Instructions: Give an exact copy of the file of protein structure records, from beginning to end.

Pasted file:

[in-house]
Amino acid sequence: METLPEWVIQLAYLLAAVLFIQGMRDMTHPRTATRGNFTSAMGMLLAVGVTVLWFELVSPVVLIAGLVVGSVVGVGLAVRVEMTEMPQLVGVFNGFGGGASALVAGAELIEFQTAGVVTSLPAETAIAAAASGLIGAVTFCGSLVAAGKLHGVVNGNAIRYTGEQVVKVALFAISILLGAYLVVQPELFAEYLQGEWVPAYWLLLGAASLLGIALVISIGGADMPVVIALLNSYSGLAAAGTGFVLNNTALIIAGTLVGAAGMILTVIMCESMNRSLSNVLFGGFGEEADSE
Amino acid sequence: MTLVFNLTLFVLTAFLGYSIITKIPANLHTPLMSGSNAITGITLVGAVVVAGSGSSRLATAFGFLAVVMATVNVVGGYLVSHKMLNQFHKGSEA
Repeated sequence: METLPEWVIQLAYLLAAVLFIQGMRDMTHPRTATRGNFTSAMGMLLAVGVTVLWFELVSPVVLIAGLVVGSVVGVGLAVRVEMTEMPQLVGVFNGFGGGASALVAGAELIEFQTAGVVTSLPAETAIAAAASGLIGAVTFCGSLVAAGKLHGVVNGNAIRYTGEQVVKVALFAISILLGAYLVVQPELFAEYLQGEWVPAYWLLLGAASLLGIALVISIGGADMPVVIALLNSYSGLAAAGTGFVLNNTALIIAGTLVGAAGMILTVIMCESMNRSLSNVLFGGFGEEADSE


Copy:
[in-house]
Amino acid sequence: METLPEWVIQLAYLLAAVLFIQGMRDMTHPRTATRGNFTSAMGMLLAVGVTVLWFELVSPVVLIAGLVVGSVVGVGLAVRVEMTEMPQLVGVFNGFGGGASALVAGAELIEFQTAGVVTSLPAETAIAAAASGLIGAVTFCGSLVAAGKLHGVVNGNAIRYTGEQVVKVALFAISILLGAYLVVQPELFAEYLQGEWVPAYWLLLGAASLLGIALVISIGGADMPVVIALLNSYSGLAAAGTGFVLNNTALIIAGTLVGAAGMILTVIMCESMNRSLSNVLFGGFGEEADSE
Amino acid sequence: MTLVFNLTLFVLTAFLGYSIITKIPANLHTPLMSGSNAITGITLVGAVVVAGSGSSRLATAFGFLAVVMATVNVVGGYLVSHKMLNQFHKGSEA
Repeated sequence: METLPEWVIQLAYLLAAVLFIQGMRDMTHPRTATRGNFTSAMGMLLAVGVTVLWFELVSPVVLIAGLVVGSVVGVGLAVRVEMTEMPQLVGVFNGFGGGASALVAGAELIEFQTAGVVTSLPAETAIAAAASGLIGAVTFCGSLVAAGKLHGVVNGNAIRYTGEQVVKVALFAISILLGAYLVVQPELFAEYLQGEWVPAYWLLLGAASLLGIALVISIGGADMPVVIALLNSYSGLAAAGTGFVLNNTALIIAGTLVGAAGMILTVIMCESMNRSLSNVLFGGFGEEADSE